Altus Assists Electronics Manufacturers with Laser Direct Structuring Options

by donpedro

Electronic devices are getting more complex as the drive towards miniaturisation increases in every industry from automotive to medical and healthcare. This brings with it the task of finding production methods to produce small lightweight devices with the same capabilities to support the application. One technology that is meeting the challenge is Laser Direct Structuring.  Altus Group, a leading distributor of capital equipment in the UK and Ireland, are helping customers to meet the design challenge thanks to LPKF’s LDS range.

With LPKF’s LDS it is possible to produce circuit layouts on geometric or free-form shapes. Designers are enabled to meet ongoing demands for integrating more functions in ever-smaller spaces on plastic components and 3D Molded Interconnect Devices (MID).

The goal of 3D MIDs is to unite electrical and mechanical functions in a single construction unit. 3D circuits are often only feasible using complex interconnection technology, or with LDS technology.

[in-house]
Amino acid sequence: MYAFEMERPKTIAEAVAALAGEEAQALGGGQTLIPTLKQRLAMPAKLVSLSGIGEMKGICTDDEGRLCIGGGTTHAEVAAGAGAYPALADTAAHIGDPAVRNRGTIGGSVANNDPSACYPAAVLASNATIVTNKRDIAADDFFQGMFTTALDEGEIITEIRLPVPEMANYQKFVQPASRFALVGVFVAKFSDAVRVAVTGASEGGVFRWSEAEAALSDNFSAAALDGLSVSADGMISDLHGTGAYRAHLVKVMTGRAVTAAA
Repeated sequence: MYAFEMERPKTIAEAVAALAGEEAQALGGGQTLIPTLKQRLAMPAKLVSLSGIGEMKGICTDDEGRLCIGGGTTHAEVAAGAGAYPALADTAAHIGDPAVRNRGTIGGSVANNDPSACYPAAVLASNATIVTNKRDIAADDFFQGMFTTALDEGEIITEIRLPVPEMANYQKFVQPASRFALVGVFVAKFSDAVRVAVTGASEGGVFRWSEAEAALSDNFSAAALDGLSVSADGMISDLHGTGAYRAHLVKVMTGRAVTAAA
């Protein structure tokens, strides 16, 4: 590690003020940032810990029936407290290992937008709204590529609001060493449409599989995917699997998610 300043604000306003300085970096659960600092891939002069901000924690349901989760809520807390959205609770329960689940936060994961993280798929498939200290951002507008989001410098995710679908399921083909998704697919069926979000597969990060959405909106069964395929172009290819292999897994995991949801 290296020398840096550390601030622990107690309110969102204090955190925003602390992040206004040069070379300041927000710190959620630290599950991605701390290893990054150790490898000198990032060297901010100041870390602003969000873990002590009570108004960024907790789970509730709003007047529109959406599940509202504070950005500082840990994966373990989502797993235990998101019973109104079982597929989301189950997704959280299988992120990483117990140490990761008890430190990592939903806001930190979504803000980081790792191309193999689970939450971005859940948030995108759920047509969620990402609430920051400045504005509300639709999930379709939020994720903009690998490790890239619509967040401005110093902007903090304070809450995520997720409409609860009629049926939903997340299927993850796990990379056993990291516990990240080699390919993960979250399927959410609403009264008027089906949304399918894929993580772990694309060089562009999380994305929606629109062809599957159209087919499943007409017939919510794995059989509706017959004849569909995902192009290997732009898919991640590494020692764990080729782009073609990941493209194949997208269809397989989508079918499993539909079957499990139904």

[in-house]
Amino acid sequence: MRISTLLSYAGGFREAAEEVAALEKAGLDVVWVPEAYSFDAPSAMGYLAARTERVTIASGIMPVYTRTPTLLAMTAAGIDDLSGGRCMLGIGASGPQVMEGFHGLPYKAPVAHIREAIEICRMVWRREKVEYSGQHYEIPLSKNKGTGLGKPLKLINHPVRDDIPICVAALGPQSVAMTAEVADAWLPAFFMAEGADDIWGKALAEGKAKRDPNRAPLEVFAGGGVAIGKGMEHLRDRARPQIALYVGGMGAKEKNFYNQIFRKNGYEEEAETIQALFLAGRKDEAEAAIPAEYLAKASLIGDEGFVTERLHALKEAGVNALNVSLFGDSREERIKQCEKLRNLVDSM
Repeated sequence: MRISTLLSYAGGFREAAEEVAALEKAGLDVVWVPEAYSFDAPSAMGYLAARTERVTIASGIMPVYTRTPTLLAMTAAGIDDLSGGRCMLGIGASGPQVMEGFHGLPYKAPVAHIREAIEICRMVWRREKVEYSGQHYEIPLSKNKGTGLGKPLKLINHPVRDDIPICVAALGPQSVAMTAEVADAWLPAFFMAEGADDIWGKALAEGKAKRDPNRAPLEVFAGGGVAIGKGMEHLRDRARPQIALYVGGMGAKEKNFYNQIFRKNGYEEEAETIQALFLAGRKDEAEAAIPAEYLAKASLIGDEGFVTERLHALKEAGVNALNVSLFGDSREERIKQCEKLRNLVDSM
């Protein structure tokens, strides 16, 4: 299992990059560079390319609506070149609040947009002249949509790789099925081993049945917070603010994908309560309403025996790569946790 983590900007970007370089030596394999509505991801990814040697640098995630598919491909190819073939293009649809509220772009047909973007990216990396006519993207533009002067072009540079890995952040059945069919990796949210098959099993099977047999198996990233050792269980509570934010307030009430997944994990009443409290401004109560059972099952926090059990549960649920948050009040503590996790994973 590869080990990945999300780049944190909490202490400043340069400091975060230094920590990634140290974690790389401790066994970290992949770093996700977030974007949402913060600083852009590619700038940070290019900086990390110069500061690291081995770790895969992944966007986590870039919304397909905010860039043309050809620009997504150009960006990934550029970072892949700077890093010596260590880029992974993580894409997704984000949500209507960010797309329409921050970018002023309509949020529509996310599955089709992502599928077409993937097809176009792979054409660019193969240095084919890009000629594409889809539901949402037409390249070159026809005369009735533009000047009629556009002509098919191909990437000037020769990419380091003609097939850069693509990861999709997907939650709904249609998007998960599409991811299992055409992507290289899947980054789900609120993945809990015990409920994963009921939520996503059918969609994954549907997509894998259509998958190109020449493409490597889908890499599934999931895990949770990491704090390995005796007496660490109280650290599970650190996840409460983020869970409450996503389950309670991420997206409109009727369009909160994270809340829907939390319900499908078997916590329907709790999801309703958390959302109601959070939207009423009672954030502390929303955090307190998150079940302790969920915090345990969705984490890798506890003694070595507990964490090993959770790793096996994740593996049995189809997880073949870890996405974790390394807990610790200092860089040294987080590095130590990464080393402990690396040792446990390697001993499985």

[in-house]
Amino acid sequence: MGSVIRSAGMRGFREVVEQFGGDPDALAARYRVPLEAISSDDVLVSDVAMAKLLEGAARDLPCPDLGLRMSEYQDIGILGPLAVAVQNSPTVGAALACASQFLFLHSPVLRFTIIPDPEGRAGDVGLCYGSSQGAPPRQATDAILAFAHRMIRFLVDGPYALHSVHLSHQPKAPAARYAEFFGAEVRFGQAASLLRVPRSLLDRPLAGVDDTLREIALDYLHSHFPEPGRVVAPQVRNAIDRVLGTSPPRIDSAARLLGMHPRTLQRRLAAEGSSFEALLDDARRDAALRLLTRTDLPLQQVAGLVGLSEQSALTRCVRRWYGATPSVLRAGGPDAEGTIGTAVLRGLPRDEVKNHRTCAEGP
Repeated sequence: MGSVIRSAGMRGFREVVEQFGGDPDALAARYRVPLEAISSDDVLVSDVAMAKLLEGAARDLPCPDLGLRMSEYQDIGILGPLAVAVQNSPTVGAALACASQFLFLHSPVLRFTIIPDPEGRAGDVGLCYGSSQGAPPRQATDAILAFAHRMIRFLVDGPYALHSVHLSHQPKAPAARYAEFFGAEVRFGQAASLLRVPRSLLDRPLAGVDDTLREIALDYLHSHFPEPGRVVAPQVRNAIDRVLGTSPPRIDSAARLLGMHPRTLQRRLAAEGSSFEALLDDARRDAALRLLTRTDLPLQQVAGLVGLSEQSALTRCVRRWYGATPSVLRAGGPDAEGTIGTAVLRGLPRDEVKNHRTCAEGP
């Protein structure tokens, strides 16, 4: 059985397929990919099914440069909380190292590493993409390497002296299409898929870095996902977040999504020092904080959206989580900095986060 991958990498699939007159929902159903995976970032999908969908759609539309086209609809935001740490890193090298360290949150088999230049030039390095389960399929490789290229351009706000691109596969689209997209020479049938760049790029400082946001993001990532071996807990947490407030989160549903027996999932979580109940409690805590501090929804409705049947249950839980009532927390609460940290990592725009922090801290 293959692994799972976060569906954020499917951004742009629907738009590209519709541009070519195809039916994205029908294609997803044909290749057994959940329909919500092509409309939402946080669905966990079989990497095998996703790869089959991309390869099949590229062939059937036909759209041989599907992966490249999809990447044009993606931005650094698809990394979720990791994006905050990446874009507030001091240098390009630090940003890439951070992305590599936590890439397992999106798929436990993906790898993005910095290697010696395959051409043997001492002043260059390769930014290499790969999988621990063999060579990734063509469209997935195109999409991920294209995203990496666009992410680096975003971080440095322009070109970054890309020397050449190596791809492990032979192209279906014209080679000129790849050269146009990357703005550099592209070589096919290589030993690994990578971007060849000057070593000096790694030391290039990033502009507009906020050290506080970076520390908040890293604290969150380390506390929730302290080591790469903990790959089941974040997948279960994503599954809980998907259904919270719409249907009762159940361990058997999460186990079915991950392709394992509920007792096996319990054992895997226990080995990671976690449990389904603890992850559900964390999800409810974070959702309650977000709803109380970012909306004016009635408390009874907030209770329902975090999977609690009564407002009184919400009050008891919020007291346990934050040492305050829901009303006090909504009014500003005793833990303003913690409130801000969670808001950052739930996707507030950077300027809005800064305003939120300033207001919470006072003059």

Joe Booth, CEO of Altus Group Ltd said: “LPKF are leaders in innovative laser-based solutions. Their range of cutting-edge LDS systems are helping electronics manufacturers to meet next-generation designs that would otherwise not be possible.

“The equipment allows circuit tracks to be integrated into the housing of the 3D MID as a substitute for a conventional printed circuit board. It turns simple plastic components into high-quality 3D integrated devices. As a result, weight and dimensions can be effectively reduced.

“LPKF LDS opens up new possibilities as the process inscribes the layout directly on the plastic component. With three equipment options including the LPKF Fusion3D 1100 entry-level system, to the high-performance LPKF Fusion3D 1500, there is a system to meet all production needs. These solutions offer manufacturers the design freedom and flexibility to produce the most dynamic and technically advanced electronics.”

For those looking to make prototypes and small batch work the entry-level LPKF Fusion3D 1100 is the ideal choice. This compact, cost-effective platform features a large, height-adjustable work surface and an optional vision system to assist with aligning the structuring data.

The CAD data acquisition and processing of structuring jobs is carried out by LPKF CircuitPro 3D software, which interprets the data and optimises the structuring process. This lets complex layouts to be split into individual poses to allow laser-structuring in different positions.

Altus Group

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